Barbie and Ken Kolc each thought they'd lost each other in the floodwaters.
The 18-foot storm surge washed over the mobile home where the couple had lived for nearly 20 years. Mud, carried on the swirling rush of sea and storm water, began to seal the doors and windows and made the floor slick as they saved what they could.
They'd tried to evacuate, making plans a week before Hurricane Ian was set to make landfall near their home on Fort Myers Beach. They were turned away from the hotel and had nowhere else to go.
Barbara and Kenneth Kolc, 76 and 65 respectively, knew they had to risk leaving the structure if they hoped to survive.
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But the pull of the waters almost tore them from each other forever.
Barbara Kolc is recovering from Stage 4 cancer. She hopes she'll get confirmation she's in remission later this month. She carried a purse over her head with their important paperwork.
Kenneth Kolc carried their 15-year-old tuxedo tomcat, Mickey, wrapped in a blanket, over his head.
They pulled themselves along from tree to tree, heading toward possible shelter in a nearby house until they were separated.
Barbara Kolc shared her story outside the American Red Cross shelter in Estero, at the Hertz Arena where the Everblades minor league hockey team plays. Barbie and Ken were nicknames they cheerfully took on once they married.
She's soft spoken and often had tears in her eyes.
Sharing the story helps, she said. She wants to talk about her memories.
"It feels like we were in a war zone and we've emerged into heaven," she said. "The people here, they're our angels."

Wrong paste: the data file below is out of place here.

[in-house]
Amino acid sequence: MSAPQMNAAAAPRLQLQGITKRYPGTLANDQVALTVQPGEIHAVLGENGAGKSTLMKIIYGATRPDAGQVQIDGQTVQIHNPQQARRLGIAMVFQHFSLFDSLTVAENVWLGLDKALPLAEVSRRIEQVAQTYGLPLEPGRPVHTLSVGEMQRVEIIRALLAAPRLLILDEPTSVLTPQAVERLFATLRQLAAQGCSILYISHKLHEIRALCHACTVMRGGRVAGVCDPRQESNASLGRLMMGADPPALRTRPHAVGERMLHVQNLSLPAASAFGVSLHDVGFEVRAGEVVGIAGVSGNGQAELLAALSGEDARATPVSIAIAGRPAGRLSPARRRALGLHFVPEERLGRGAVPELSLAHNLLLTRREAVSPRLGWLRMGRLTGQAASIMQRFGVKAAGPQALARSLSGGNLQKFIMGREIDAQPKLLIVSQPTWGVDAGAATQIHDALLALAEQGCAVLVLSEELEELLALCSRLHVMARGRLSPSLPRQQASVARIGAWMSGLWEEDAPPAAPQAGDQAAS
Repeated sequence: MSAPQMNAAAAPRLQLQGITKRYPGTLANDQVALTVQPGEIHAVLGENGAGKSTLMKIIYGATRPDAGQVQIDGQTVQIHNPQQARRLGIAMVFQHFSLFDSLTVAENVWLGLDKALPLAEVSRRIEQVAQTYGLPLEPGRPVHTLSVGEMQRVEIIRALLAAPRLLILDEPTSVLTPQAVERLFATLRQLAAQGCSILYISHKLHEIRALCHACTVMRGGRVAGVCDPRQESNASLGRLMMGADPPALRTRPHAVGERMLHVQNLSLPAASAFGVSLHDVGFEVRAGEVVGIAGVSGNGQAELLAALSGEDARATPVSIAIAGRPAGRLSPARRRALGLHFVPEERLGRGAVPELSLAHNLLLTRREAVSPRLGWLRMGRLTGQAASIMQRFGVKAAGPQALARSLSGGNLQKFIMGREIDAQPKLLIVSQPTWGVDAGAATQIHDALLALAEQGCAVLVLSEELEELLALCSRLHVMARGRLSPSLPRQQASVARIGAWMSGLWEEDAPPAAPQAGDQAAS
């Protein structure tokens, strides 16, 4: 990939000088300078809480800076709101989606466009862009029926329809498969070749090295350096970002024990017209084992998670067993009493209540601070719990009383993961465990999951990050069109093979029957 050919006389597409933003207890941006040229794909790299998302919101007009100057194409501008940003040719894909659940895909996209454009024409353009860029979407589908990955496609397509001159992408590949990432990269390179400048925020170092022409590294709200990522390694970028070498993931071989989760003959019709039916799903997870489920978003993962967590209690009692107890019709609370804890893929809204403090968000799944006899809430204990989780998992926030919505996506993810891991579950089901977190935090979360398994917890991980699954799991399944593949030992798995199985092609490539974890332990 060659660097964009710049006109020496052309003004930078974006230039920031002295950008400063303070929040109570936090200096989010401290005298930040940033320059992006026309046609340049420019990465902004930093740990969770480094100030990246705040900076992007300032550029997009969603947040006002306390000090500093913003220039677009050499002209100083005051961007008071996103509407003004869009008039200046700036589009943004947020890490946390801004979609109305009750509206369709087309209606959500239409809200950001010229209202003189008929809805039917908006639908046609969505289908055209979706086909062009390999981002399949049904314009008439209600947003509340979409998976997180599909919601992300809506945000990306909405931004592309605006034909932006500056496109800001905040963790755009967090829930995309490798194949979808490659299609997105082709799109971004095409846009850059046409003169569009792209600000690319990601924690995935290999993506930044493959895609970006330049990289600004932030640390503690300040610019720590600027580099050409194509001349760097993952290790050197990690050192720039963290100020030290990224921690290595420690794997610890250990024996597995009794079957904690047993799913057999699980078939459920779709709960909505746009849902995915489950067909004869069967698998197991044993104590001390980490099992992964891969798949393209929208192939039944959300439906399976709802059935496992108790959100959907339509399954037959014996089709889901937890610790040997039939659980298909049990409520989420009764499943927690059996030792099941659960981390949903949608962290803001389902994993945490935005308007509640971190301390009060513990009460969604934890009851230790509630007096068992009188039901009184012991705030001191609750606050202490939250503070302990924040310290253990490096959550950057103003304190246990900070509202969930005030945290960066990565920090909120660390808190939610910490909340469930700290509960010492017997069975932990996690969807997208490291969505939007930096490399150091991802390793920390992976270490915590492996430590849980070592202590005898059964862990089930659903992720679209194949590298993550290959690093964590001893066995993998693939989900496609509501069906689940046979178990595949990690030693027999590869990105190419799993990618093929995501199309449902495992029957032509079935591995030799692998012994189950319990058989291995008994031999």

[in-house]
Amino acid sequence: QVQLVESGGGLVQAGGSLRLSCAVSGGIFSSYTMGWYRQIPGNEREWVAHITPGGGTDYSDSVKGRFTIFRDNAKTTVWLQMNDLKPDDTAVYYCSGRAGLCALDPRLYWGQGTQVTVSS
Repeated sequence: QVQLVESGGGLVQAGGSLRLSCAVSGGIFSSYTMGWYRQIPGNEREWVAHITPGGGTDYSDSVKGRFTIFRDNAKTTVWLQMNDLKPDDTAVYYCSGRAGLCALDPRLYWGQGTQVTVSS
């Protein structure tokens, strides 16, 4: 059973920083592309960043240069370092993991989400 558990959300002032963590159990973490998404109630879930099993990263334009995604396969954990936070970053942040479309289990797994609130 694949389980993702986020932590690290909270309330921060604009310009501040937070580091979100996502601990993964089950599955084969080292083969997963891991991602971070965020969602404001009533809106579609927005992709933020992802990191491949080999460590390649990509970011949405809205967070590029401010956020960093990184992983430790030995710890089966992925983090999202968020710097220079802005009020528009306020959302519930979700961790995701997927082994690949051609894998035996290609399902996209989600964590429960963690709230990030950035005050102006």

A neighbor, who before this she only knew to wave to, yelled down for Barbara to stay put so she could wade down and literally drag her to safety.
She carried her to the second floor, kicking in a window and setting the older woman on the kitchen counter in the damaged house, Barbara said.
Then, the woman went back for Ken.
"He thought he'd lost me," Barbara said.
Kenneth, who stood behind his wife outside the arena as she sat in an office chair used as a makeshift wheelchair, grinned, displaying a gap in his teeth where a partial denture set went missing in the chaos.
"He thinks the gators are probably wearing it," Barbara joked.
They've been married for 40 years, she said. She acknowledged their age difference, commenting they didn't even know about it until a year after they started dating.
In those 40 years spent living in Florida, they've seen other hurricanes come and go.
"This was different," she said. "I'll never forget that surge."
The couple and their rescuer spent two days in that second floor home with few supplies. Eventually they felt it was safe enough to venture out and Barbara was transported to the Estero shelter by ambulance.
Shelter takes over hockey rink
Inside the shelter is a hub of activity. The large space feels much smaller, even when stepping onto the spot that is normally center ice for the Everblades.
Rows of cots sit on a floor just above the layer of live ice. The team was expected to report later this month, before the storm turned the space into a mega-shelter. Some of those staying at the shelter reclined on lofty queen-size air mattresses, brought in by Lee County teams before the Red Cross took over full management of the shelter this week, placed in a ring around the outside of the rink and in the hallways circling it.
There's a constant low hum of conversation on the concourse, with volunteers and staff in red vests setting up snack bar tables and checking in new refugees. On the ice floor, it's largely quiet. Some shelter residents sat in the arena stands, reading or chatting. Some tried to sleep.
In the bathroom, some charged their phones or tried to maintain a semblance of a normal hygiene routine.
Everywhere, there were dogs and other pets. They slept in cages, or were walked outside on leashes by their owners or other residents offering to help. They, too, were largely subdued during the day Wednesday.
The shelter's population was notably made up of older people, as well as many people using wheelchairs and other assistive devices. Racially they were widely diverse and several languages were spoken throughout the building.